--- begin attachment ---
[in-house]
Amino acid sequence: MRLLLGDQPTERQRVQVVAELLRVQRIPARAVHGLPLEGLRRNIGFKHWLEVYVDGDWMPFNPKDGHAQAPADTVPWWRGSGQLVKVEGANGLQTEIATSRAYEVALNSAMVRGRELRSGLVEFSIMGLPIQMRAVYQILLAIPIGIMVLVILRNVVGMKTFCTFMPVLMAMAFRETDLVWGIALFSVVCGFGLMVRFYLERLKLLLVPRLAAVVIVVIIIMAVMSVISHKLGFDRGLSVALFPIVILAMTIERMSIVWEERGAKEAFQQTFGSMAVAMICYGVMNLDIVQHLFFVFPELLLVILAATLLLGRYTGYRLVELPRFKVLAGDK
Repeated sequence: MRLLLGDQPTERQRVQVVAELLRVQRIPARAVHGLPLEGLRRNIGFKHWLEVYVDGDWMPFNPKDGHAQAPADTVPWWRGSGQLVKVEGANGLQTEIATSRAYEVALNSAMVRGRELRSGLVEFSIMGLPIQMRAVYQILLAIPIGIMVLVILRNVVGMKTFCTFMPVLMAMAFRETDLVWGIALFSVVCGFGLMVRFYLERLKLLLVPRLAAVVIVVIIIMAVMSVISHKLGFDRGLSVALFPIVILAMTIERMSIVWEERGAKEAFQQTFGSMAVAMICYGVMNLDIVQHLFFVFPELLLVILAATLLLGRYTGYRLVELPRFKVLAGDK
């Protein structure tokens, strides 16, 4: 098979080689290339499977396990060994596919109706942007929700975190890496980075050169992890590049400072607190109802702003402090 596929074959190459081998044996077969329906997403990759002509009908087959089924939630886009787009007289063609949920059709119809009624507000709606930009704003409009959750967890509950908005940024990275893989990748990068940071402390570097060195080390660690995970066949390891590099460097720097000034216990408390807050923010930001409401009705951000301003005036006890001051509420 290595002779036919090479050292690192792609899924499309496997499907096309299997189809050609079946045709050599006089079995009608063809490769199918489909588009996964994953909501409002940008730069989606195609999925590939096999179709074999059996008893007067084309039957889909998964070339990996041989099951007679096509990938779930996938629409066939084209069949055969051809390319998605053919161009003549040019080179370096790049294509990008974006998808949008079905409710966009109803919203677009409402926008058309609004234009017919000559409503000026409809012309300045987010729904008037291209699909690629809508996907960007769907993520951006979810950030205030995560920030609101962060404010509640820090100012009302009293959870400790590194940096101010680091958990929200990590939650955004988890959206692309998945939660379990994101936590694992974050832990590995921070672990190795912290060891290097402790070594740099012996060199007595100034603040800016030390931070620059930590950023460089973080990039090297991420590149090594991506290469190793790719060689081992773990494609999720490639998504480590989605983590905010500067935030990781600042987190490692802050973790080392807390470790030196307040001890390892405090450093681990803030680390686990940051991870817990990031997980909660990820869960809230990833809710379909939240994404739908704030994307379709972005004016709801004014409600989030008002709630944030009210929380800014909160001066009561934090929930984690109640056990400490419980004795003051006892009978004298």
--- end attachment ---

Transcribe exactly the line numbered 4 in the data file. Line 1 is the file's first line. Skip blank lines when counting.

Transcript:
């Protein structure tokens, strides 16, 4: 098979080689290339499977396990060994596919109706942007929700975190890496980075050169992890590049400072607190109802702003402090 596929074959190459081998044996077969329906997403990759002509009908087959089924939630886009787009007289063609949920059709119809009624507000709606930009704003409009959750967890509950908005940024990275893989990748990068940071402390570097060195080390660690995970066949390891590099460097720097000034216990408390807050923010930001409401009705951000301003005036006890001051509420 290595002779036919090479050292690192792609899924499309496997499907096309299997189809050609079946045709050599006089079995009608063809490769199918489909588009996964994953909501409002940008730069989606195609999925590939096999179709074999059996008893007067084309039957889909998964070339990996041989099951007679096509990938779930996938629409066939084209069949055969051809390319998605053919161009003549040019080179370096790049294509990008974006998808949008079905409710966009109803919203677009409402926008058309609004234009017919000559409503000026409809012309300045987010729904008037291209699909690629809508996907960007769907993520951006979810950030205030995560920030609101962060404010509640820090100012009302009293959870400790590194940096101010680091958990929200990590939650955004988890959206692309998945939660379990994101936590694992974050832990590995921070672990190795912290060891290097402790070594740099012996060199007595100034603040800016030390931070620059930590950023460089973080990039090297991420590149090594991506290469190793790719060689081992773990494609999720490639998504480590989605983590905010500067935030990781600042987190490692802050973790080392807390470790030196307040001890390892405090450093681990803030680390686990940051991870817990990031997980909660990820869960809230990833809710379909939240994404739908704030994307379709972005004016709801004014409600989030008002709630944030009210929380800014909160001066009561934090929930984690109640056990400490419980004795003051006892009978004298």